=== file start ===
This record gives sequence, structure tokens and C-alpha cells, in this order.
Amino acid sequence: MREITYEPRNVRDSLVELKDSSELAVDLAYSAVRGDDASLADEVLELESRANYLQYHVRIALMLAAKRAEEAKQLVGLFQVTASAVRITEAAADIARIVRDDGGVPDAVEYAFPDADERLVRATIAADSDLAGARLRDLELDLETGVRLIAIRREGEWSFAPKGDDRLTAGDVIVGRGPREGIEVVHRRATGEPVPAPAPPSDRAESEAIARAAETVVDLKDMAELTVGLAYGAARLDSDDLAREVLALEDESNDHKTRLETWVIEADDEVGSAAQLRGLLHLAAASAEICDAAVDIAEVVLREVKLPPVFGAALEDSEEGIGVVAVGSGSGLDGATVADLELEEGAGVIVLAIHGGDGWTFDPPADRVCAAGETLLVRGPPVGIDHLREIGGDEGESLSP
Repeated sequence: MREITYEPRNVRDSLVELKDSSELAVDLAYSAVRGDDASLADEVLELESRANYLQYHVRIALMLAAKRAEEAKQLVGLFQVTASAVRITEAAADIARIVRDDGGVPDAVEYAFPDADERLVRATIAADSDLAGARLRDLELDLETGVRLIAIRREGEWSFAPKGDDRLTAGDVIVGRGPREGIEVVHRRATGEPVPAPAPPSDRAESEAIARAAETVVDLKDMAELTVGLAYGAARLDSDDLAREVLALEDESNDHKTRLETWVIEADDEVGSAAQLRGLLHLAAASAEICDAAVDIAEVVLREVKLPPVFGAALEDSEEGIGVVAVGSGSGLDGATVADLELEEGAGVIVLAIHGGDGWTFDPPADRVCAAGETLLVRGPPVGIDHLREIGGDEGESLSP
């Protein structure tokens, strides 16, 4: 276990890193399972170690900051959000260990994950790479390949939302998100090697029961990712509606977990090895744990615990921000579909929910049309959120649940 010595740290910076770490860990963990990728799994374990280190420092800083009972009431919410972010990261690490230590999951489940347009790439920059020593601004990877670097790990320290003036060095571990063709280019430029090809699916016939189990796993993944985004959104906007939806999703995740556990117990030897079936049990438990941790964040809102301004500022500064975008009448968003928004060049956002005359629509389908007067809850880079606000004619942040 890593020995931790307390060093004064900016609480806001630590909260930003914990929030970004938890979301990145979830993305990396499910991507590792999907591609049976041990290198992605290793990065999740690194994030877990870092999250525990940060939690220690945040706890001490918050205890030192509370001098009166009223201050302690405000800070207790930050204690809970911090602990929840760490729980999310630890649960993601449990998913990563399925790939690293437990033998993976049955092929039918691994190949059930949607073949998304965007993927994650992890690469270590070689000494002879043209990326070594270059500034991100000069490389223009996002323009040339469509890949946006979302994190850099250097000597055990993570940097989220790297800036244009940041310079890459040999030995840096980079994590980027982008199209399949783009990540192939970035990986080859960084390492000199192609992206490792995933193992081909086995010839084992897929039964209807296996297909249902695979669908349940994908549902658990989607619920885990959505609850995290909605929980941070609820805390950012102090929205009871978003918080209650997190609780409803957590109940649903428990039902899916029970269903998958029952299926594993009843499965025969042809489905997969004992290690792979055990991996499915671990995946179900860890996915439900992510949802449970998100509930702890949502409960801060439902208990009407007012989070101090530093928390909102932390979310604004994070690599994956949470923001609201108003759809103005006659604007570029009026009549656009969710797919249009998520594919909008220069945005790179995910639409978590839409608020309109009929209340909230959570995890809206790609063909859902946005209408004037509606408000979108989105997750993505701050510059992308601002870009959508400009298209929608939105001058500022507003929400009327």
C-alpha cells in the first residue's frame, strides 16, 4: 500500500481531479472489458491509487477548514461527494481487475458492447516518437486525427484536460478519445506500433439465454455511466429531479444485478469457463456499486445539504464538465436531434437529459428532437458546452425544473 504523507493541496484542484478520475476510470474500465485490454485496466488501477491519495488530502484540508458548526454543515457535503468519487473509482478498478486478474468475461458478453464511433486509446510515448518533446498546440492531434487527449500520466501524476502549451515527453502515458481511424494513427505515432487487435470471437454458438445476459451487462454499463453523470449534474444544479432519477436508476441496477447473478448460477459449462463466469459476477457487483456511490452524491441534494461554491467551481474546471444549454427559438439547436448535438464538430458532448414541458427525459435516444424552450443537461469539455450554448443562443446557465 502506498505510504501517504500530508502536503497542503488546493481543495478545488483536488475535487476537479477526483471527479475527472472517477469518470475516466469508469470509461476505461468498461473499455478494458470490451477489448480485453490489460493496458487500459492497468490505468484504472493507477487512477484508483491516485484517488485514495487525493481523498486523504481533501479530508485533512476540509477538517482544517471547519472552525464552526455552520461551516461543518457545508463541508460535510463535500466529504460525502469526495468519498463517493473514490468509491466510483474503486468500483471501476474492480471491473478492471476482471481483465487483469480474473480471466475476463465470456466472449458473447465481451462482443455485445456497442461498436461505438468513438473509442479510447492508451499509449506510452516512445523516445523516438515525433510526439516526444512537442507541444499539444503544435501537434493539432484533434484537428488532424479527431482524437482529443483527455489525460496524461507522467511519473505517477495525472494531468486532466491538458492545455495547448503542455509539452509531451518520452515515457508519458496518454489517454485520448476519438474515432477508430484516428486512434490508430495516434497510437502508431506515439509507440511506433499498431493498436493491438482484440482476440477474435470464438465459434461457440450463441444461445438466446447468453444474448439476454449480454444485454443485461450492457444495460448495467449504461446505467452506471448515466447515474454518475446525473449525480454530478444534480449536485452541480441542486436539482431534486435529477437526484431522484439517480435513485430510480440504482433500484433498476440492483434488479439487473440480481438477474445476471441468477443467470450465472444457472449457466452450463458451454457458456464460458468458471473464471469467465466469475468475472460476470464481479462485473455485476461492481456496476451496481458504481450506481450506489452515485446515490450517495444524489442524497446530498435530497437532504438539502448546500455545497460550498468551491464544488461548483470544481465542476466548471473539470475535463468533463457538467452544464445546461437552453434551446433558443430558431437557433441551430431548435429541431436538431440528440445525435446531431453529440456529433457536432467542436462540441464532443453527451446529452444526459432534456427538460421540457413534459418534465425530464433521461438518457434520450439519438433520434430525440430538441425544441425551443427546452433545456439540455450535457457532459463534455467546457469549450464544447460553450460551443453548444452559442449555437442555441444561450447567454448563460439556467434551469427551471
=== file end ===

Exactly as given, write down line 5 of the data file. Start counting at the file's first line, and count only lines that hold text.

C-alpha cells in the first residue's frame, strides 16, 4: 500500500481531479472489458491509487477548514461527494481487475458492447516518437486525427484536460478519445506500433439465454455511466429531479444485478469457463456499486445539504464538465436531434437529459428532437458546452425544473 504523507493541496484542484478520475476510470474500465485490454485496466488501477491519495488530502484540508458548526454543515457535503468519487473509482478498478486478474468475461458478453464511433486509446510515448518533446498546440492531434487527449500520466501524476502549451515527453502515458481511424494513427505515432487487435470471437454458438445476459451487462454499463453523470449534474444544479432519477436508476441496477447473478448460477459449462463466469459476477457487483456511490452524491441534494461554491467551481474546471444549454427559438439547436448535438464538430458532448414541458427525459435516444424552450443537461469539455450554448443562443446557465 502506498505510504501517504500530508502536503497542503488546493481543495478545488483536488475535487476537479477526483471527479475527472472517477469518470475516466469508469470509461476505461468498461473499455478494458470490451477489448480485453490489460493496458487500459492497468490505468484504472493507477487512477484508483491516485484517488485514495487525493481523498486523504481533501479530508485533512476540509477538517482544517471547519472552525464552526455552520461551516461543518457545508463541508460535510463535500466529504460525502469526495468519498463517493473514490468509491466510483474503486468500483471501476474492480471491473478492471476482471481483465487483469480474473480471466475476463465470456466472449458473447465481451462482443455485445456497442461498436461505438468513438473509442479510447492508451499509449506510452516512445523516445523516438515525433510526439516526444512537442507541444499539444503544435501537434493539432484533434484537428488532424479527431482524437482529443483527455489525460496524461507522467511519473505517477495525472494531468486532466491538458492545455495547448503542455509539452509531451518520452515515457508519458496518454489517454485520448476519438474515432477508430484516428486512434490508430495516434497510437502508431506515439509507440511506433499498431493498436493491438482484440482476440477474435470464438465459434461457440450463441444461445438466446447468453444474448439476454449480454444485454443485461450492457444495460448495467449504461446505467452506471448515466447515474454518475446525473449525480454530478444534480449536485452541480441542486436539482431534486435529477437526484431522484439517480435513485430510480440504482433500484433498476440492483434488479439487473440480481438477474445476471441468477443467470450465472444457472449457466452450463458451454457458456464460458468458471473464471469467465466469475468475472460476470464481479462485473455485476461492481456496476451496481458504481450506481450506489452515485446515490450517495444524489442524497446530498435530497437532504438539502448546500455545497460550498468551491464544488461548483470544481465542476466548471473539470475535463468533463457538467452544464445546461437552453434551446433558443430558431437557433441551430431548435429541431436538431440528440445525435446531431453529440456529433457536432467542436462540441464532443453527451446529452444526459432534456427538460421540457413534459418534465425530464433521461438518457434520450439519438433520434430525440430538441425544441425551443427546452433545456439540455450535457457532459463534455467546457469549450464544447460553450460551443453548444452559442449555437442555441444561450447567454448563460439556467434551469427551471